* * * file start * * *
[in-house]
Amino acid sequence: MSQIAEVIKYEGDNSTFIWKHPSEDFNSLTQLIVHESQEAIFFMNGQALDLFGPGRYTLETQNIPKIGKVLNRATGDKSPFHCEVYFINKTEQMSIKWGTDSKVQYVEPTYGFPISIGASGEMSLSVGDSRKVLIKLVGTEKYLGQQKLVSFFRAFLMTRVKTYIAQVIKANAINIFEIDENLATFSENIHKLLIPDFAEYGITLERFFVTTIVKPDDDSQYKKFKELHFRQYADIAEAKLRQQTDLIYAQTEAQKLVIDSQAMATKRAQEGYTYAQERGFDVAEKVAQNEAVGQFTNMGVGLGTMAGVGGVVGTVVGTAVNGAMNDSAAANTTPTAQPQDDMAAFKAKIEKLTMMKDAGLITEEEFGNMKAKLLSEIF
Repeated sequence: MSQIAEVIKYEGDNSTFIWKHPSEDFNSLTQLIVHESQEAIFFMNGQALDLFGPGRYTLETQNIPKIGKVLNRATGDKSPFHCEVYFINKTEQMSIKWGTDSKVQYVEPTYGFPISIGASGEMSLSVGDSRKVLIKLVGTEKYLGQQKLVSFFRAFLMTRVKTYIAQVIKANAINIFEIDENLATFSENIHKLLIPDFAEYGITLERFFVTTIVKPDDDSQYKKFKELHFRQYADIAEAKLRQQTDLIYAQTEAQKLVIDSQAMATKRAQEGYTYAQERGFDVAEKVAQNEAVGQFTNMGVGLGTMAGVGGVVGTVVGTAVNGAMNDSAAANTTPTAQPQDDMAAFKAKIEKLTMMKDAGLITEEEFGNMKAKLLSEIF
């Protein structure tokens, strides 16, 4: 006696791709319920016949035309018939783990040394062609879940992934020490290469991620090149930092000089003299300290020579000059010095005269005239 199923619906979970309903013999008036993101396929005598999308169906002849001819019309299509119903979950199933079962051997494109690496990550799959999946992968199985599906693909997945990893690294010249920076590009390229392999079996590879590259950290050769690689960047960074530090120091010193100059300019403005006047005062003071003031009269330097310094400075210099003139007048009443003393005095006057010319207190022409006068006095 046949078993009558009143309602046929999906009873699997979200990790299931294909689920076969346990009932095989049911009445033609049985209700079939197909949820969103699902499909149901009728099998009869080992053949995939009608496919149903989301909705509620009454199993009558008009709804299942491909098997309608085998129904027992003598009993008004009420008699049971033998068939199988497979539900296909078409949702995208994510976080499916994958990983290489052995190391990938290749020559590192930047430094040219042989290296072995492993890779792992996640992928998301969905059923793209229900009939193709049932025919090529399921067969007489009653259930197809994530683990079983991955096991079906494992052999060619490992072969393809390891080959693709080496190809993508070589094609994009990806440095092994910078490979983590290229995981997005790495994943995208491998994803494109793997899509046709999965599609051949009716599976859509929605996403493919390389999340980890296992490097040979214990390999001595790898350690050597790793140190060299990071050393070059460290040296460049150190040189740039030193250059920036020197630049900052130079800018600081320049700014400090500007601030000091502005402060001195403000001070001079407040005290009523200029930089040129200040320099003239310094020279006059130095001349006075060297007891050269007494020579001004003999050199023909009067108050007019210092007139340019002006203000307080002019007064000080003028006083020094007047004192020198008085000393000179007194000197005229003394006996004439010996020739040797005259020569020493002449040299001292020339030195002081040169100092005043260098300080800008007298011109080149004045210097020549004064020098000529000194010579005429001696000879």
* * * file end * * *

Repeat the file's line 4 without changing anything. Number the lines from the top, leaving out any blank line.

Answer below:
């Protein structure tokens, strides 16, 4: 006696791709319920016949035309018939783990040394062609879940992934020490290469991620090149930092000089003299300290020579000059010095005269005239 199923619906979970309903013999008036993101396929005598999308169906002849001819019309299509119903979950199933079962051997494109690496990550799959999946992968199985599906693909997945990893690294010249920076590009390229392999079996590879590259950290050769690689960047960074530090120091010193100059300019403005006047005062003071003031009269330097310094400075210099003139007048009443003393005095006057010319207190022409006068006095 046949078993009558009143309602046929999906009873699997979200990790299931294909689920076969346990009932095989049911009445033609049985209700079939197909949820969103699902499909149901009728099998009869080992053949995939009608496919149903989301909705509620009454199993009558008009709804299942491909098997309608085998129904027992003598009993008004009420008699049971033998068939199988497979539900296909078409949702995208994510976080499916994958990983290489052995190391990938290749020559590192930047430094040219042989290296072995492993890779792992996640992928998301969905059923793209229900009939193709049932025919090529399921067969007489009653259930197809994530683990079983991955096991079906494992052999060619490992072969393809390891080959693709080496190809993508070589094609994009990806440095092994910078490979983590290229995981997005790495994943995208491998994803494109793997899509046709999965599609051949009716599976859509929605996403493919390389999340980890296992490097040979214990390999001595790898350690050597790793140190060299990071050393070059460290040296460049150190040189740039030193250059920036020197630049900052130079800018600081320049700014400090500007601030000091502005402060001195403000001070001079407040005290009523200029930089040129200040320099003239310094020279006059130095001349006075060297007891050269007494020579001004003999050199023909009067108050007019210092007139340019002006203000307080002019007064000080003028006083020094007047004192020198008085000393000179007194000197005229003394006996004439010996020739040797005259020569020493002449040299001292020339030195002081040169100092005043260098300080800008007298011109080149004045210097020549004064020098000529000194010579005429001696000879």